Tim Erridge Bleadon ChurchReflections - Rector's Letter

The Fifteenth Sunday after Trinity

His wife said to him, “Are you still maintaining your integrity? Curse God and die!”. (Job 2:9)

This week we continue our look into apologetics as we look into the existence of suffering, whilst maintaining God is good. I will be expanding on this subject at Church tomorrow morning.

As we are joined together as Brothers and Sisters through Faith, so we join together now in prayer:

O Holy Spirit, the comforter of all who trust in thee, without whom nothing is strong, nothing is holy; increase and multiply within us thy heavenly wisdom; that, thou being our ruler and guide, we may so pass through things temporal as never to lose sight of the things eternal, and may ever live in the service of Christ our Lord, who with thee and the Almighty father liveth and reigneth one God for evermore. Amen.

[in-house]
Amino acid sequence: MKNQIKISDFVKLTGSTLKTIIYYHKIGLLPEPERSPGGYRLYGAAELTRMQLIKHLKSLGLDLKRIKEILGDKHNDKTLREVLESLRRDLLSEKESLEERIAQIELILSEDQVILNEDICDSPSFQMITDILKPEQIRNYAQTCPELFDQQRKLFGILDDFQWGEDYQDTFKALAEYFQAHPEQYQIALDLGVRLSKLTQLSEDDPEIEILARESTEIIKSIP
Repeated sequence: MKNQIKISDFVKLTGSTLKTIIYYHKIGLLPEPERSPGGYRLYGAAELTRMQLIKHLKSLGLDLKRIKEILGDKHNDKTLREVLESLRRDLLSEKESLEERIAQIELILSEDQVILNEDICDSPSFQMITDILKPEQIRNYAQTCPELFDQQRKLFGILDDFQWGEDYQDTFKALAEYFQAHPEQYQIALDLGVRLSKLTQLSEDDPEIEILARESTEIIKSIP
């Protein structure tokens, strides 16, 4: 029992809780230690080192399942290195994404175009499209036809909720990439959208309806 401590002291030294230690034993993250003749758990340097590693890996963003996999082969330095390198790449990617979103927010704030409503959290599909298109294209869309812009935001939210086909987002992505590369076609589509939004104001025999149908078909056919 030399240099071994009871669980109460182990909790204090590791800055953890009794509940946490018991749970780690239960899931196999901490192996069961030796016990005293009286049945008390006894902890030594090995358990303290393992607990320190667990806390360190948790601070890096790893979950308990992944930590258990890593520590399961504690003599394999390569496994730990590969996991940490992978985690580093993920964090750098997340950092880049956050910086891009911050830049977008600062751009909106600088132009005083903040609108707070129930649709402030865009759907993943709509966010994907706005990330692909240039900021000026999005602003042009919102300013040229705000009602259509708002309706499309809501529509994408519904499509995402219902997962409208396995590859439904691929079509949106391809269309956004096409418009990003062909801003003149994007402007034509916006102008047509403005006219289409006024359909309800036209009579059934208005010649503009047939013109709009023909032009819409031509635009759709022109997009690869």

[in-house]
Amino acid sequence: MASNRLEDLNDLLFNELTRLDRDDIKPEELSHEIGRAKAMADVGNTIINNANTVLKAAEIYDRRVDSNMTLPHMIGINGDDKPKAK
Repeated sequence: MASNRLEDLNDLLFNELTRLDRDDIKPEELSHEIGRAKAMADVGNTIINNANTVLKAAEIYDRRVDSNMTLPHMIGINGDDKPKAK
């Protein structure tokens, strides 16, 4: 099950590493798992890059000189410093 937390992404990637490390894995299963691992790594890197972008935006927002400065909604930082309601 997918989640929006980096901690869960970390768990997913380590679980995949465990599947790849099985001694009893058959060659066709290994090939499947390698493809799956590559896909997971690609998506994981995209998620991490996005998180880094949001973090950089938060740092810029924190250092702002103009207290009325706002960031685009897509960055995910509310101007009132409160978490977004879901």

Old Testament Bible Reading: Job 2:3 to end.

Then the Lord said to Satan, “Have you considered my servant Job? There is no one on earth like him; he is blameless and upright, a man who fears God and shuns evil. And he still maintains his integrity, though you incited me against him to ruin him without any reason.”

“Skin for skin!” Satan replied. “A man will give all he has for his own life. But now stretch out your hand and strike his flesh and bones, and he will surely curse you to your face.”

The Lord said to Satan, “Very well, then, he is in your hands; but you must spare his life.”

So Satan went out from the presence of the Lord and afflicted Job with painful sores from the soles of his feet to the crown of his head. Then Job took a piece of broken pottery and scraped himself with it as he sat among the ashes.

His wife said to him, “Are you still maintaining your integrity? Curse God and die!”

10 He replied, “You are talking like a foolish[b] woman. Shall we accept good from God, and not trouble?”

In all this, Job did not sin in what he said.